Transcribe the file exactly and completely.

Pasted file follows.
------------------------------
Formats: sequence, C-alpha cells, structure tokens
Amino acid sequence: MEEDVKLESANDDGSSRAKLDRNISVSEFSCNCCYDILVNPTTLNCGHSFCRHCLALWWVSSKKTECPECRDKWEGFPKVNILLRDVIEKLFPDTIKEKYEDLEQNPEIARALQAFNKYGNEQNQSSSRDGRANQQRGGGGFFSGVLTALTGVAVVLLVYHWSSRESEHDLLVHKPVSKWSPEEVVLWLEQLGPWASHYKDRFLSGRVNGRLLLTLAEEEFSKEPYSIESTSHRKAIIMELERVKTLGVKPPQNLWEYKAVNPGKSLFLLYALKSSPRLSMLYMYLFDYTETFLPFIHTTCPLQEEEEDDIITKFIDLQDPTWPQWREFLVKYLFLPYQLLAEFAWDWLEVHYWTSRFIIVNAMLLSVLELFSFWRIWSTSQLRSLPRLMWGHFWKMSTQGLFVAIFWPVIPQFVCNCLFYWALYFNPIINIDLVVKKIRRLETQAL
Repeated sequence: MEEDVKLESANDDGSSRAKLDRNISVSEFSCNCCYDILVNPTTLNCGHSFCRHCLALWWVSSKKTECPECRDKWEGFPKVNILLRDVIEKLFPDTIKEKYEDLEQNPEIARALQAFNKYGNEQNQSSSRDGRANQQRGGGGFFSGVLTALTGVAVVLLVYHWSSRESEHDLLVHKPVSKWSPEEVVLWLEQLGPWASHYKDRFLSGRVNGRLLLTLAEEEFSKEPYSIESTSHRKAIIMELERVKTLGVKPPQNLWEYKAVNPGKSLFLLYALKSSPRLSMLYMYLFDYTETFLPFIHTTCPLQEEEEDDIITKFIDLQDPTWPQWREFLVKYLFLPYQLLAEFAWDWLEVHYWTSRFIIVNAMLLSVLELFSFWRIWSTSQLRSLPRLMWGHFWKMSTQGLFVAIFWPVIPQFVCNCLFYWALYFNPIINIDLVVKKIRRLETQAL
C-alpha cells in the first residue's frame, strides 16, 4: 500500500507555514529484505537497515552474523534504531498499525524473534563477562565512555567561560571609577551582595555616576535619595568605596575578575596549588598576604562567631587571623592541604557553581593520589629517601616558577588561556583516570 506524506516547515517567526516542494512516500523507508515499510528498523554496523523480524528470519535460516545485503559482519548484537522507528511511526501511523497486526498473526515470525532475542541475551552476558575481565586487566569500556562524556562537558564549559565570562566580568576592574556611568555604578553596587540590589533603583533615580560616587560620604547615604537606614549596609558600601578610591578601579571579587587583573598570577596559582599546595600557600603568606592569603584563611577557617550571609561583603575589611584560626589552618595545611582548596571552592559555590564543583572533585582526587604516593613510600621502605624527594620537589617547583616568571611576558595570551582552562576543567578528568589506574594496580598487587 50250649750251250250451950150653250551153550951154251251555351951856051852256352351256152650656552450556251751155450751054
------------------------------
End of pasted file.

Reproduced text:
Formats: sequence, C-alpha cells, structure tokens
Amino acid sequence: MEEDVKLESANDDGSSRAKLDRNISVSEFSCNCCYDILVNPTTLNCGHSFCRHCLALWWVSSKKTECPECRDKWEGFPKVNILLRDVIEKLFPDTIKEKYEDLEQNPEIARALQAFNKYGNEQNQSSSRDGRANQQRGGGGFFSGVLTALTGVAVVLLVYHWSSRESEHDLLVHKPVSKWSPEEVVLWLEQLGPWASHYKDRFLSGRVNGRLLLTLAEEEFSKEPYSIESTSHRKAIIMELERVKTLGVKPPQNLWEYKAVNPGKSLFLLYALKSSPRLSMLYMYLFDYTETFLPFIHTTCPLQEEEEDDIITKFIDLQDPTWPQWREFLVKYLFLPYQLLAEFAWDWLEVHYWTSRFIIVNAMLLSVLELFSFWRIWSTSQLRSLPRLMWGHFWKMSTQGLFVAIFWPVIPQFVCNCLFYWALYFNPIINIDLVVKKIRRLETQAL
Repeated sequence: MEEDVKLESANDDGSSRAKLDRNISVSEFSCNCCYDILVNPTTLNCGHSFCRHCLALWWVSSKKTECPECRDKWEGFPKVNILLRDVIEKLFPDTIKEKYEDLEQNPEIARALQAFNKYGNEQNQSSSRDGRANQQRGGGGFFSGVLTALTGVAVVLLVYHWSSRESEHDLLVHKPVSKWSPEEVVLWLEQLGPWASHYKDRFLSGRVNGRLLLTLAEEEFSKEPYSIESTSHRKAIIMELERVKTLGVKPPQNLWEYKAVNPGKSLFLLYALKSSPRLSMLYMYLFDYTETFLPFIHTTCPLQEEEEDDIITKFIDLQDPTWPQWREFLVKYLFLPYQLLAEFAWDWLEVHYWTSRFIIVNAMLLSVLELFSFWRIWSTSQLRSLPRLMWGHFWKMSTQGLFVAIFWPVIPQFVCNCLFYWALYFNPIINIDLVVKKIRRLETQAL
C-alpha cells in the first residue's frame, strides 16, 4: 500500500507555514529484505537497515552474523534504531498499525524473534563477562565512555567561560571609577551582595555616576535619595568605596575578575596549588598576604562567631587571623592541604557553581593520589629517601616558577588561556583516570 506524506516547515517567526516542494512516500523507508515499510528498523554496523523480524528470519535460516545485503559482519548484537522507528511511526501511523497486526498473526515470525532475542541475551552476558575481565586487566569500556562524556562537558564549559565570562566580568576592574556611568555604578553596587540590589533603583533615580560616587560620604547615604537606614549596609558600601578610591578601579571579587587583573598570577596559582599546595600557600603568606592569603584563611577557617550571609561583603575589611584560626589552618595545611582548596571552592559555590564543583572533585582526587604516593613510600621502605624527594620537589617547583616568571611576558595570551582552562576543567578528568589506574594496580598487587 50250649750251250250451950150653250551153550951154251251555351951856051852256352351256152650656552450556251751155450751054